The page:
Arguably the value of OAuth as a technological innovation goes beyond that. After all, anyone can implement their own valet key system that works in their own universe of vehicles. The harder part is actually the social and political work of getting everyone to buy in and follow the same design pattern, leading to interoperability between systems.

In fact that’s where we were before OAuth: Google had AuthSub, AOL had OpenAuth (OAuth’s former name, by the way), Yahoo had BBAuth and Flickr had FlickrAuth (not to mention Facebook Auth and Windows Live ID Web Authentication). Which meant that if you were an independent developer (like Matt Biddulph from Dopplr) you had to pick which auth system you wanted to support unless you had money and time coming out of your armpits, you’d code against all of them.

Of course, that’s not reality. And no one has the time or energy to maintain support for every protocol, so instead, most people take the easy way out and just ask for the veritable keys to all the different services you use:

ShareThis | Import your addresses...

Now, don’t get me wrong, this gets the job done. And it works. But it’s a really really really bad idea.

Not only are people being trained into thinking that it’s okay to fill in any form that looks like a Gmail login box on any old website (trusted or not) but it’s creating an untenable situation where, as a member of these various services, you have no way to control the access you’ve given away without changes your password — which in effect will disable every one of these sites that’s storing your credentials — forcing you to revisit every one of them and share with them your new username and password. What a crappy experience!

Fortunately, Flickr got it right a long time ago and set the bar for user experience. In their model, you can try out a bunch of tools that help you upload photos to the service or use off-site mashups that do cool things with your photos all without giving away your most valuable credentials: your username and password!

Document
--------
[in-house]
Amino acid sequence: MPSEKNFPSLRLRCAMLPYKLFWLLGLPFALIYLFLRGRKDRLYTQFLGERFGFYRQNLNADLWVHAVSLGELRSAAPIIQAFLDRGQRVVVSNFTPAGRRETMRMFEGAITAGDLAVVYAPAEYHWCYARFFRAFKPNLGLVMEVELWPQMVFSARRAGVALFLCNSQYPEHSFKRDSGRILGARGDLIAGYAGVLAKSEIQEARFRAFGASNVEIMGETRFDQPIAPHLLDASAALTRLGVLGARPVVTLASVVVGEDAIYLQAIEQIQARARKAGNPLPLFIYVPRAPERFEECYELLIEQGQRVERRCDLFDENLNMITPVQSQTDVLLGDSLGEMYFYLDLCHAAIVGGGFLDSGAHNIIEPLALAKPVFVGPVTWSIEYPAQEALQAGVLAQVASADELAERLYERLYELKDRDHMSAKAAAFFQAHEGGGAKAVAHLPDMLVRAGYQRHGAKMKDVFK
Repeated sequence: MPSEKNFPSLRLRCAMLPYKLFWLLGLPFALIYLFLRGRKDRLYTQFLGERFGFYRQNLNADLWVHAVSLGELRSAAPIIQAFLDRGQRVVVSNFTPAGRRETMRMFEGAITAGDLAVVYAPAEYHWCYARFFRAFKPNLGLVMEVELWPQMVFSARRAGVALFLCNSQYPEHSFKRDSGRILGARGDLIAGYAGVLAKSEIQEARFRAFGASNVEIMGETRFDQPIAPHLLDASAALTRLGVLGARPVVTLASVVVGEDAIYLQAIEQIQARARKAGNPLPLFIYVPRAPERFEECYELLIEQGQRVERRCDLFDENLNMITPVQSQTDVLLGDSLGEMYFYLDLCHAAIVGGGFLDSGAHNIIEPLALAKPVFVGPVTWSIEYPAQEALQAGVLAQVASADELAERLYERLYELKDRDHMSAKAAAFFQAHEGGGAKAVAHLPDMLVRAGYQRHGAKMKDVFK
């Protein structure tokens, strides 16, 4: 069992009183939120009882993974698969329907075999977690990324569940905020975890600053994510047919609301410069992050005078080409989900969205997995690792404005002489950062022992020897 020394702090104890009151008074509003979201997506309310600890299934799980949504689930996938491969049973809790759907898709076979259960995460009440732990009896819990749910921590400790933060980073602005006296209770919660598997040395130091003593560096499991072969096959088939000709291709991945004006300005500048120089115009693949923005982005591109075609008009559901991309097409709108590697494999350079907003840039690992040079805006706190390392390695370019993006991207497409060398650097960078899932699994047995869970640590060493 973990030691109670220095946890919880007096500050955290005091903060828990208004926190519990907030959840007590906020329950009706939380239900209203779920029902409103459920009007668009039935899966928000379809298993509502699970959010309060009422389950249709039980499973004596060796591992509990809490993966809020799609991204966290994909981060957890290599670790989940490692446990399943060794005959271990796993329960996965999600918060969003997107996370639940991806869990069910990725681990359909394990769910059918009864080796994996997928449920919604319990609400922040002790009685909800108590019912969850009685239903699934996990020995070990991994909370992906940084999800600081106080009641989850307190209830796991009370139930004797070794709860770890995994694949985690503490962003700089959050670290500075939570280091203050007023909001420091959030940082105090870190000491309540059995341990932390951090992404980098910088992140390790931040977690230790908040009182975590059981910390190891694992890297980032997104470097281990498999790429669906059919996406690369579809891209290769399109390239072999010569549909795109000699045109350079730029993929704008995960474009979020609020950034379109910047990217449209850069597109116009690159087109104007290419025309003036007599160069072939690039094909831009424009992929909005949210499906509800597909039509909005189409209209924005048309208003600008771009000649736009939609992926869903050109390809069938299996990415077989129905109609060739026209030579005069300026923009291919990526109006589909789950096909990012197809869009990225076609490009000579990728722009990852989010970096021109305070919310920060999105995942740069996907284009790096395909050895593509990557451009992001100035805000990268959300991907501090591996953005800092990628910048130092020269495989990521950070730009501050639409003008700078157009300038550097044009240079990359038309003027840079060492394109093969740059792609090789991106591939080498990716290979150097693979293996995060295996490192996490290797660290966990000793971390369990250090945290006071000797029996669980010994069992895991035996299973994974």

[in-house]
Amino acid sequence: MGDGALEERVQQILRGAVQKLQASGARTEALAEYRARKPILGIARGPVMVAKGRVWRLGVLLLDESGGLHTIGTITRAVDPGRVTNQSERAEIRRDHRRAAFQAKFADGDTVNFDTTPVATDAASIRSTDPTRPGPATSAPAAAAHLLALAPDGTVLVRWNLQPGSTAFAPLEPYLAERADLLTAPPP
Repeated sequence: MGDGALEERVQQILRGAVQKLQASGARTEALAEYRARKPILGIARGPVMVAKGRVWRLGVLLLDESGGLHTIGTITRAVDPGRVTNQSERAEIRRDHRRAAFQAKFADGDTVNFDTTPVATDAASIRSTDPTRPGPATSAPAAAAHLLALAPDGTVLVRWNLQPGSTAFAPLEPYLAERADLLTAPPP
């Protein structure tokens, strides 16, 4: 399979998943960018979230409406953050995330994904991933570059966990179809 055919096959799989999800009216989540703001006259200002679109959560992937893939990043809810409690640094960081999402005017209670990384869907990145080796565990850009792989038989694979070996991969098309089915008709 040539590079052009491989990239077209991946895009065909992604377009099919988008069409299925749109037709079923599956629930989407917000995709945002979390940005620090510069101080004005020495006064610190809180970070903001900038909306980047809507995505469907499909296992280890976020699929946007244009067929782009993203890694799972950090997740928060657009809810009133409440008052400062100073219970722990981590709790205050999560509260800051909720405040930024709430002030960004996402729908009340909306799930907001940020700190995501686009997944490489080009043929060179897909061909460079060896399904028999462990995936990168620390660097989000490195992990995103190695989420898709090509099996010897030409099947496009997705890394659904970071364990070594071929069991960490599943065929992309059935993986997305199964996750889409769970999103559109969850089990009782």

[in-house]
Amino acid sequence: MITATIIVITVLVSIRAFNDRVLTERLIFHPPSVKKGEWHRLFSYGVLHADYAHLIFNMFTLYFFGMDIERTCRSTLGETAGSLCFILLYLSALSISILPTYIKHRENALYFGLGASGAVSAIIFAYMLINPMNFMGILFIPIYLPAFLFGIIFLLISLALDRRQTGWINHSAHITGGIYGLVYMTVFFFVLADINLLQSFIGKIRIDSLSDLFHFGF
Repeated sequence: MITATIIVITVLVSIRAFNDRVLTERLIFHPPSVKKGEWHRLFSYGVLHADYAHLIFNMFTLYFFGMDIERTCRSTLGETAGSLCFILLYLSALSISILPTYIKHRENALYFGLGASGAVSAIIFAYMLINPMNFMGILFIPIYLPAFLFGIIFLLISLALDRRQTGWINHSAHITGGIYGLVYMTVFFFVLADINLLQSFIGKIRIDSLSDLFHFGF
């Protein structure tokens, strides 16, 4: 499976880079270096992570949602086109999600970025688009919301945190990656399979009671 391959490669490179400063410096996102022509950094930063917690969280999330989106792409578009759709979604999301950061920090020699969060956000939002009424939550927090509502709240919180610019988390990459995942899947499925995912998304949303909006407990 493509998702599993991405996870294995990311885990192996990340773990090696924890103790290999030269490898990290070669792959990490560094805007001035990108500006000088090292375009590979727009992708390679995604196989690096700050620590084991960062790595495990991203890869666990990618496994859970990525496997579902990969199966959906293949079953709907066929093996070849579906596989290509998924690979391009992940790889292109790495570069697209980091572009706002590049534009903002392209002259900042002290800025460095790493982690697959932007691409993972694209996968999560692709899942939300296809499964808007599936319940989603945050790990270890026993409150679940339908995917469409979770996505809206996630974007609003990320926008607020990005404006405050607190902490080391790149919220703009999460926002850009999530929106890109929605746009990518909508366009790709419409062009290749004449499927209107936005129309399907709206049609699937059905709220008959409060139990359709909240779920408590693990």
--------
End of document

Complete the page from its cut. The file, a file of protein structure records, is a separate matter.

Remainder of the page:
Instead, when you sign in to your account, Flickr will assign special keys called “tokens” to each application that wants to access your account. Flickr then lets you configure how much access you want to grant to each app and lets you revoke that access at any time. No changing your password, no running around to have to re-authenticate all the apps that you still want to use if you want to disable one of them.

OAuth takes that approach one step further and extracts the best practices from the popular authentication systems I mentioned above and turns it into one elegant, unified authentication protocol that anyone can implement. And, because it’s an open standard that we hope many people will adopt and replace their own proprietary authentication systems with, it should be a no-brainer for developers to use and to support, resulting in fewer sites that, with a straight face, continue to ask you for your username and password (oh, and yes, it is compatible with OpenID, with Google Accounts, with Yahoo Accounts and any other sign-in system — OAuth doesn’t dictate how you sign-in, only how you delegate authentication).

Even though we’re only releasing the first public draft today, we already have pledges from Ma.gnolia, Twitter, Pownce, Jaiku, Dopplr and others that they intend to implement the protocol.

If you want to get involved, join our mailing list, take a look at the OAuth libraries under development for PHP, Ruby, Python, C# and others. We plan to formally release the final version the OAuth Protocol v1.0 on Oct 1, so watch this space for more news until then.